Teachers have a voracious appetite for information. We love learning new things and experiencing different viewpoints. Teaching is a career that attracts those who are perpetually hungry for knowledge, and one easy means of satisfying that appetite is through podcasts!
In an article by Slate, Jonah Weiner says, "Podcasts embody what is arguably the essential promise of the Internet: a means for surprising, revealing, and above all ennobling encounters with people, things, and ideas we didn’t know. Listen to enough podcasts and you may come to feel that they are not merely of the Internet, but improved, microcosmic versions of it."
There are podcasts for every person, and every interest, and they are easily accessible! You can listen to Podcasts on your computer, but you can also download a podcast app and listen on your phone or tablet (Apple products come with a free app already loaded). I like to listen to my favorite ones while folding laundry, doing the dishes, cleaning my classroom, getting ready in the morning, or on long drives. And, unlike the times that I binge on my favorite television show, I come away from listening to podcasts feeling like I've gained new and useful information.
Podcasts are great for professional development. Our own PDs are tied to our own region, but through listening to the great educators of The Education Podcast Network, you can find information and insight from new perspectives, tailored to your situation and needs.
You should definitely check out all of the podcasts on the Education Network, and start looking for others to add to your line up. Here are a few suggestions from my long list of subscriptions:
Our Miss Brooks was a comedy show that premiered in 1948. Eve Arden stars as Connie Brooks, a kind, smart, and sarcastic high school teacher. Listening to this show, it's always amazes me how many of the jokes about teaching still work. For example, in one episode Miss Brooks is collecting clothing for a charity drive and says that she has donated one dress to charity. When asked why she doesn't donate more she says, "I would, but I don't think I'm allowed to come to work in a slip."
Gretchen's podcast is geared to renew your passion for education and help you feel empowered. She strives to help new teachers as they enter the profession and to help current educators stay there. Her podcasts are full of great ideas and encouragement!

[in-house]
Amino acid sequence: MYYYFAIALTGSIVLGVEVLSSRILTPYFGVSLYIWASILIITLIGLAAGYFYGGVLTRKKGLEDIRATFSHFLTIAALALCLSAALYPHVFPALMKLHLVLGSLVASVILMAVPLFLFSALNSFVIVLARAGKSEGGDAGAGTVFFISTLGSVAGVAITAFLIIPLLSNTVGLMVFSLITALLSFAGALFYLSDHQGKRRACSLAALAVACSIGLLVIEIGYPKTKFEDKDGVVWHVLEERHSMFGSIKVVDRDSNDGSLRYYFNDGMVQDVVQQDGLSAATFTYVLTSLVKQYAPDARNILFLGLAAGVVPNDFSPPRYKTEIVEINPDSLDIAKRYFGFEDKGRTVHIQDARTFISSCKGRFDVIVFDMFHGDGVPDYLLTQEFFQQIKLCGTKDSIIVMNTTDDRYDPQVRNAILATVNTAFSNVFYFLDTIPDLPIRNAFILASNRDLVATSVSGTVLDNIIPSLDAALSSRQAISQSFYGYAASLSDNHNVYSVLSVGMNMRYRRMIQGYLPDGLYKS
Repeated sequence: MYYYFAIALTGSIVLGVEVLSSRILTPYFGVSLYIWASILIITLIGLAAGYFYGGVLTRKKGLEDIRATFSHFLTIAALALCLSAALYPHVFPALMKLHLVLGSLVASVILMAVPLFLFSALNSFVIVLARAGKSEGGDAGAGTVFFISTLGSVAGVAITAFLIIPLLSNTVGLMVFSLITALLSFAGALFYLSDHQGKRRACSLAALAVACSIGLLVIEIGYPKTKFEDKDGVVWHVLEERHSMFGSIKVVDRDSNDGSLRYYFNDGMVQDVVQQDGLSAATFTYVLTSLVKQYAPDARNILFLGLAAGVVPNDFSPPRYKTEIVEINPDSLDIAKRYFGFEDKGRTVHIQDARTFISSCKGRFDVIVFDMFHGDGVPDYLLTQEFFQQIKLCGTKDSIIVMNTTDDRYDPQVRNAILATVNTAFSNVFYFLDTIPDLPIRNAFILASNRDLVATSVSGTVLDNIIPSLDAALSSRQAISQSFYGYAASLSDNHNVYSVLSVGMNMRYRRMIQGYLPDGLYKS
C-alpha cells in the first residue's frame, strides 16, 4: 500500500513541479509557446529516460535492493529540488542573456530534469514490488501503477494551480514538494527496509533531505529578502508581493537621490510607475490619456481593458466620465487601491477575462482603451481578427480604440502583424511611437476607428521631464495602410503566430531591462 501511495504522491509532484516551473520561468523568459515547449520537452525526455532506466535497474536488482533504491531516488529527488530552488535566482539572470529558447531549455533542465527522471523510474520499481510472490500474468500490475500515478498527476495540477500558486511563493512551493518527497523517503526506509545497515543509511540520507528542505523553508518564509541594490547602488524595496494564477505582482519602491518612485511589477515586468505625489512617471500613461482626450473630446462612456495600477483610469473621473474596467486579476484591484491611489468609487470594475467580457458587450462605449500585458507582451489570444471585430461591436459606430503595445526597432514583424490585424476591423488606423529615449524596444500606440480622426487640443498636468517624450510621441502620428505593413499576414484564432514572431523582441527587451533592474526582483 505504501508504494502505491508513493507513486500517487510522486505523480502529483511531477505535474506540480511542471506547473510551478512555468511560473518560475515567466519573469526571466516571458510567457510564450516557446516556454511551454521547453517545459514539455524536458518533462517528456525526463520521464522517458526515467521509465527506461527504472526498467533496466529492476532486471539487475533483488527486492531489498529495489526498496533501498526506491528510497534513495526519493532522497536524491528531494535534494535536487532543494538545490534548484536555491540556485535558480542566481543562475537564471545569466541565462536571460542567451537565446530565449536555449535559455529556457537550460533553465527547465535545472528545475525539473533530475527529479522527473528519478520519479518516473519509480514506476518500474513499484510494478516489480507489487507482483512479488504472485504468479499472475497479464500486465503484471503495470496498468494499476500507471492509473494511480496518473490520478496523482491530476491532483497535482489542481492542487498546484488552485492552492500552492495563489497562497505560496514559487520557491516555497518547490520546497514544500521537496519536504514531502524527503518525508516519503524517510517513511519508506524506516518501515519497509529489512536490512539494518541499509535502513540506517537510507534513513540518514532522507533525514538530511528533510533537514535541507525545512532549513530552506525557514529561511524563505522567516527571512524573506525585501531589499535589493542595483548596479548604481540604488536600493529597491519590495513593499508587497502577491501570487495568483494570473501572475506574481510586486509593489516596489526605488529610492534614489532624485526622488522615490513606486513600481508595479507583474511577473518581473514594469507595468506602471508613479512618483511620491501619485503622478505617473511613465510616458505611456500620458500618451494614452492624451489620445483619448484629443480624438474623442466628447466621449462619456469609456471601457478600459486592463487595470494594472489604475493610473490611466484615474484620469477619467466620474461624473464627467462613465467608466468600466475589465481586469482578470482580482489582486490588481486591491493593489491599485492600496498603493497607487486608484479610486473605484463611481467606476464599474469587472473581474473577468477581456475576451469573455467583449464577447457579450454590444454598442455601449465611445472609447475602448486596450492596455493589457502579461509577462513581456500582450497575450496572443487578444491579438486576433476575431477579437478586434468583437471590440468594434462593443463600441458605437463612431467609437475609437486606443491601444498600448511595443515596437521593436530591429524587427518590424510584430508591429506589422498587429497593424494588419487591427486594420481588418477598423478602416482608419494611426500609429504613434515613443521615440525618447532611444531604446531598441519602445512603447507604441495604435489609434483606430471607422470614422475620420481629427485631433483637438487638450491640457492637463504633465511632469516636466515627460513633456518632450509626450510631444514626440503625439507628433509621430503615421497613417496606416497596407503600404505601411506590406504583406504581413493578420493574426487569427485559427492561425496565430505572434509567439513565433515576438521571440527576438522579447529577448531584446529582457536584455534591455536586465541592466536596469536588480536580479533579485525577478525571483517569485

Jennifer Gonzales has created a vibrant, encouraging, stimulating community of teachers that support each other towards excellence. In her podcast you'll hear interviews with educators, students, administrators, and parents as well as Jennifer's own insightful advice--the kind you would never get out of a textbook!
Liz is an Australian Early Childhood teacher with a research masters in Early Childhood Education and a coursework masters in Educational Leadership. Her podcast is a great resource on things like classroom management, pre-writing, bullying, and other pertinent topics--all backed by research.
Christopher J. Nesi's podcast explores how technology is changing the way teachers teach and the impact that technology is having in education. His podcast will help guide you through the technology that will help make your job easier!
Lore is an award-winning, critically-acclaimed podcast about true life scary stories. Listening to Lore is like listening to a scary story around a campfire. If you're like me, you won't want to listen to this one at bedtime.
Dr. Sydnee McElroy and her husband Justin are the hosts of Sawbones: A Marital Tour of Misguided Medicine. Learn about the wacky and weird stuff we've done to try to cure our ailments throughout history.
How Stuff Works has a lot of great podcasts. This one is my favorite. It details the stories from history that you might not be as familiar with: shipwrecks, strong women, terrible opera singers, and Disney's Haunted Mansion are among some of their topics.
Grammar Girl, aka Mignon Fogarty, will help you keep your writing sharp and error free. My husband thinks I'm super nerdy for loving this one as much as I do.
Authors Brandon Sanderson, Mary Robinette Kowal, Howard Tayler, and Dan Wells discuss the nuts and bolts of writing fiction. It's a fascinating look into how writers work and write, and always gives me perspective when I think about teaching writing to my students.
If you start looking, you're definitely going to find podcasts that suit your tastes and educational needs. I hope that our podcast will be one of them!